Let’s replace the N in NHS

We’ve been devolving the responsibility in health care for some time, now we need to devolve the power

August 01, 2016
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A few years ago my old boss got into a minor spat with then Health Secretary Andy Burnham over the claim that N is “the most important letter in NHS.” (As I write that sentence it sounds ridiculous, but try and remember the tail end of the Brown government and it makes sense). Burnham argued the centralised nature of the NHS meant that quality could be maintained and action taken quickly if needed. Burnham was wrong, the NHS was too centralised then, and it still is. Recent history has proven that it can’t consistently manage care quality from Whitehall, nor can it make the service financially sustainable. These challenges are essentially local and that is where we must find the answers. We need devolution in the NHS.

At present the health service faces an existential crisis. The £30bn funding gap identified by NHS England is based on a conservative estimate of Treasury investment and increasing demand. The government has already acted to reduce this gap but a significant savings target remains. Simon Stevens’ recent comment that the NHS has a “bloody tough” time ahead suggests there isn’t any new cash coming. Therefore the health service has two options: it can make impotent calls for more money or change.

It would be a mistake for the NHS to indulge its militant reflex at the expense of real reform. I write this because I consider it a genuine threat. The voluntary hospital system we had before the Second World War was dismantled in part because, as Geoffrey Rivett argues, repeated claims of underfunding and bed closures convinced people the “system was insolvent, and might not be worth saving.”

Despite the government providing bridging money in 2015 nearly all hospital trusts are in deficit. There may be an argument for more money, but it would be foolish to think that putting it into the current system would be anything other than a short term fix until the next crisis came along. To ignore the need for NHS reform is worse than putting your head in the sand, it’s more like putting it in the oven. We need an alternative and devolution can provide it.

Now let me address an obvious criticism; yes, significant devolution means a structural change. Conventional wisdom says the last thing the NHS needs is another round of reform. This is a fatal error. To see each recent major NHS reform in isolation is to miss that they are essentially extensions of each other. Blair’s “Patient Choice” agenda, Andrew Lansley’s clinical commissioning group Reforms, and now Health and Care Integration; instead of seeing three politically-driven programmes, I see one long trend towards placing more control into patient’s hand. Whisper it, but we’ve been devolving the responsibility in health care for some time, now we need to devolve the power.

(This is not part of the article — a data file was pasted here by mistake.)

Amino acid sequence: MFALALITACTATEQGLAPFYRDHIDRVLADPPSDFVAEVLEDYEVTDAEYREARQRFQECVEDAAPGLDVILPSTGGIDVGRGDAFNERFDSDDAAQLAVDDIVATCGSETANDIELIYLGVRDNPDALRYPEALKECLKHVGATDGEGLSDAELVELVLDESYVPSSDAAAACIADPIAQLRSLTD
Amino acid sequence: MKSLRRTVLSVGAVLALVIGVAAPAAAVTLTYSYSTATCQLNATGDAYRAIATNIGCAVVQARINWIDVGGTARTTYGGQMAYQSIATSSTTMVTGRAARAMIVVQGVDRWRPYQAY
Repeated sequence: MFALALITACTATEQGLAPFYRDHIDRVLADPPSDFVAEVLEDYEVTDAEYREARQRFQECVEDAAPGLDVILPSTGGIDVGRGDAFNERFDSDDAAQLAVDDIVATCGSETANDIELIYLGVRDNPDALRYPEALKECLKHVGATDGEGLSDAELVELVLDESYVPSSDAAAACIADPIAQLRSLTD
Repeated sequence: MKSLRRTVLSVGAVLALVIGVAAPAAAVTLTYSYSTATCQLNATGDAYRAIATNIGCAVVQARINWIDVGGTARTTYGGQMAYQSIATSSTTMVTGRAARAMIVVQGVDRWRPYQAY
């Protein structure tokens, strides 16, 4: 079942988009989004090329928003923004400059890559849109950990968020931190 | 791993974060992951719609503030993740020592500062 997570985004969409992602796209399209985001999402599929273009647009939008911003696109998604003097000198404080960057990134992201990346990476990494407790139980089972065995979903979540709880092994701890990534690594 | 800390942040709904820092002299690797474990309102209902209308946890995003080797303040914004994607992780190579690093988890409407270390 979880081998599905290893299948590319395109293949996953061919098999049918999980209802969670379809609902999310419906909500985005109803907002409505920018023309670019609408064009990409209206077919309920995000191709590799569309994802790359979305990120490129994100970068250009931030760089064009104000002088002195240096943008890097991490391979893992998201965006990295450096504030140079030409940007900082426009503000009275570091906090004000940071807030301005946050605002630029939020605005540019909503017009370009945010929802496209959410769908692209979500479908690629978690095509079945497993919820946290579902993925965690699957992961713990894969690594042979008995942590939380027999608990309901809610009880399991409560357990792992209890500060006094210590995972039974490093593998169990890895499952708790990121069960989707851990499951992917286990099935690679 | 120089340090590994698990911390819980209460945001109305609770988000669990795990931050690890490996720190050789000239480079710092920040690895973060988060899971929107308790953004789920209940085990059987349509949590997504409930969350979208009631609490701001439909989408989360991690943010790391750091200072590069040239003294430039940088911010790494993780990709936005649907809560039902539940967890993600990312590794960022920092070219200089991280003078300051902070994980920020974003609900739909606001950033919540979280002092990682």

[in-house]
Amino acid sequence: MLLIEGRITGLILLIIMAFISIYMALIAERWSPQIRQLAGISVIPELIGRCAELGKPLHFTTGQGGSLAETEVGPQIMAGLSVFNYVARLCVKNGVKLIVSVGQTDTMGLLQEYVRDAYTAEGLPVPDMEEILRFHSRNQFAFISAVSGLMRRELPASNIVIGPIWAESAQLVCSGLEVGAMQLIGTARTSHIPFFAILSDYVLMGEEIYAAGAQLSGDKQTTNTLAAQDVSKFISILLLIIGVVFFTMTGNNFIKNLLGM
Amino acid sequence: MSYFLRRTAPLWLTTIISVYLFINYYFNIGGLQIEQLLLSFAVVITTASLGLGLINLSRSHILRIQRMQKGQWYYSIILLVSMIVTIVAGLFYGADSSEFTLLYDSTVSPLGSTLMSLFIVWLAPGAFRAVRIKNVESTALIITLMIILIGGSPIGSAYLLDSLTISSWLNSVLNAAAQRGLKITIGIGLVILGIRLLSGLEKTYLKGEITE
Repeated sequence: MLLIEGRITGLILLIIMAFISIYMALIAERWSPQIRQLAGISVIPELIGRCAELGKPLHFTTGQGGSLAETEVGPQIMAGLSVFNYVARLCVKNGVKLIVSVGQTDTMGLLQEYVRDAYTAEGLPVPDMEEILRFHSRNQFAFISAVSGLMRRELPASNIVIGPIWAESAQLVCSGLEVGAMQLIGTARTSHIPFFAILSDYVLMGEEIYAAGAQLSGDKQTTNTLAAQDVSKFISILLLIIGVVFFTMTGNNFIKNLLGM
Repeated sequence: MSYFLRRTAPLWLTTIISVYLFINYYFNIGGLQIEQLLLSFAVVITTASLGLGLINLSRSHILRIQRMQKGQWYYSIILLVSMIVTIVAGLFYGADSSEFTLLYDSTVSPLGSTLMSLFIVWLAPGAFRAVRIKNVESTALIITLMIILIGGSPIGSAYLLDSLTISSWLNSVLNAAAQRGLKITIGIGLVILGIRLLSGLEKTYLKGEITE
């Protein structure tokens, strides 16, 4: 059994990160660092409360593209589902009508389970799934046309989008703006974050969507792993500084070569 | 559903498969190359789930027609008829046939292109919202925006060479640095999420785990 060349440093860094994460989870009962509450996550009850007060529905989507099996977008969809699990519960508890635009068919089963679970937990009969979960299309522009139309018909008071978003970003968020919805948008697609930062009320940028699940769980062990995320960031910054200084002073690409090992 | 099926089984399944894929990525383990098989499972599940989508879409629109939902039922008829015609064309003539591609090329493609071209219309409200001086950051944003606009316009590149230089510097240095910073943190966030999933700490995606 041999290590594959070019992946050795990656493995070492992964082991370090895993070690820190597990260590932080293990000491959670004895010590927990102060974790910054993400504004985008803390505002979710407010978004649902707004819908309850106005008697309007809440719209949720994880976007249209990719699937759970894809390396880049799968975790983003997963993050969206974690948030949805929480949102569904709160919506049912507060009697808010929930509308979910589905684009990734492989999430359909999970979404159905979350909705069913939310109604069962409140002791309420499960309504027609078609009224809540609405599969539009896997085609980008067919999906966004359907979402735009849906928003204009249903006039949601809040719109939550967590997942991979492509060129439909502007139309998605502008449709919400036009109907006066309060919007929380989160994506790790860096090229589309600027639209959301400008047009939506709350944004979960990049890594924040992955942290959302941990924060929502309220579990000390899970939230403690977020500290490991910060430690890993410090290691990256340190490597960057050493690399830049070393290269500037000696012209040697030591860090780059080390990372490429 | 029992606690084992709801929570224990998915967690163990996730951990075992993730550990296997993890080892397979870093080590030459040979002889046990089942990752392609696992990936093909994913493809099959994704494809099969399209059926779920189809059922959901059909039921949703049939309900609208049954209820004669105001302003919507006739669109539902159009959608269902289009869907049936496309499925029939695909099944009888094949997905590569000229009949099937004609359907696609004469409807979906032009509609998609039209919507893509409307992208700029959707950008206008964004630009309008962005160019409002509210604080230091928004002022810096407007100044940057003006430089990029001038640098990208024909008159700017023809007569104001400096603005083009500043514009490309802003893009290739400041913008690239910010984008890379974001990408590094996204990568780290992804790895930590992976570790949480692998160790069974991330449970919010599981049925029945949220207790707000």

In a recent report released by my think tank, Localis, we make a number of recommendations that could help this to happen.

Firstly, the health service needs greater financial flexibility. Government should allow Clinical Commissioning Groups (the bodies that commission health services locally) to budget over three, perhaps even five years, instead of having to balance a budget each year. Thereby allowing them to pump prime preventative health measures, and, should they emerge, respond to crises more effectively. Secondly, the government should increase the cap on the social care precept. At present, this is set at 2 per cent of council tax; it should be higher or preferably removed entirely. Finally, the government should explore the creation of specific local health taxes. If the local NHS and council have a strong case to raise funds in order to tackle an important local health priority, they should be allowed to institute it.

This may seem quite a radical departure from the norm, but it is actual fairly common in other parts of the world. Places as far flung as New Zealand and Canada have health devolution—even the world’s wellbeing capital and policy wonk Mecca, Scandanavia, has largely devolved health systems. Devolution in the NHS will help support health and care integration, it should give the NHS greater financial freedom, and it could make services more accountable.

I don’t know which the most important letter in NHS is, but I do know that N is the least. It’s time to replace it; we need a Local Health Service.